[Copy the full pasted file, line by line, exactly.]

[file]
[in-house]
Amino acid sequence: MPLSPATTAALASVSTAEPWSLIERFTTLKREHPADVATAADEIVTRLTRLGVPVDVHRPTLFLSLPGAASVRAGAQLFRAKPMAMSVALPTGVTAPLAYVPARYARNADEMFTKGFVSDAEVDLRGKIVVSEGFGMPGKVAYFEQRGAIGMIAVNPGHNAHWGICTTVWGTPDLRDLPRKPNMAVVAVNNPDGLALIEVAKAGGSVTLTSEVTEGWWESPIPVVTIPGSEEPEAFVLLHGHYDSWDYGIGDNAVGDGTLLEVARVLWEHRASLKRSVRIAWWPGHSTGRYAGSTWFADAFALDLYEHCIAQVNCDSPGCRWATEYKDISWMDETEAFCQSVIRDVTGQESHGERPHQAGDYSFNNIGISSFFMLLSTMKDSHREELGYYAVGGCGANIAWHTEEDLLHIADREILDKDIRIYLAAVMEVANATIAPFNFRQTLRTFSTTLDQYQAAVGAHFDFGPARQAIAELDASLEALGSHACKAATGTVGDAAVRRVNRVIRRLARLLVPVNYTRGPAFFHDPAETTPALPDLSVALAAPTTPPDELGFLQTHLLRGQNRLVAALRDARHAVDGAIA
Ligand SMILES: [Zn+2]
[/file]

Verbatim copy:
[in-house]
Amino acid sequence: MPLSPATTAALASVSTAEPWSLIERFTTLKREHPADVATAADEIVTRLTRLGVPVDVHRPTLFLSLPGAASVRAGAQLFRAKPMAMSVALPTGVTAPLAYVPARYARNADEMFTKGFVSDAEVDLRGKIVVSEGFGMPGKVAYFEQRGAIGMIAVNPGHNAHWGICTTVWGTPDLRDLPRKPNMAVVAVNNPDGLALIEVAKAGGSVTLTSEVTEGWWESPIPVVTIPGSEEPEAFVLLHGHYDSWDYGIGDNAVGDGTLLEVARVLWEHRASLKRSVRIAWWPGHSTGRYAGSTWFADAFALDLYEHCIAQVNCDSPGCRWATEYKDISWMDETEAFCQSVIRDVTGQESHGERPHQAGDYSFNNIGISSFFMLLSTMKDSHREELGYYAVGGCGANIAWHTEEDLLHIADREILDKDIRIYLAAVMEVANATIAPFNFRQTLRTFSTTLDQYQAAVGAHFDFGPARQAIAELDASLEALGSHACKAATGTVGDAAVRRVNRVIRRLARLLVPVNYTRGPAFFHDPAETTPALPDLSVALAAPTTPPDELGFLQTHLLRGQNRLVAALRDARHAVDGAIA
Ligand SMILES: [Zn+2]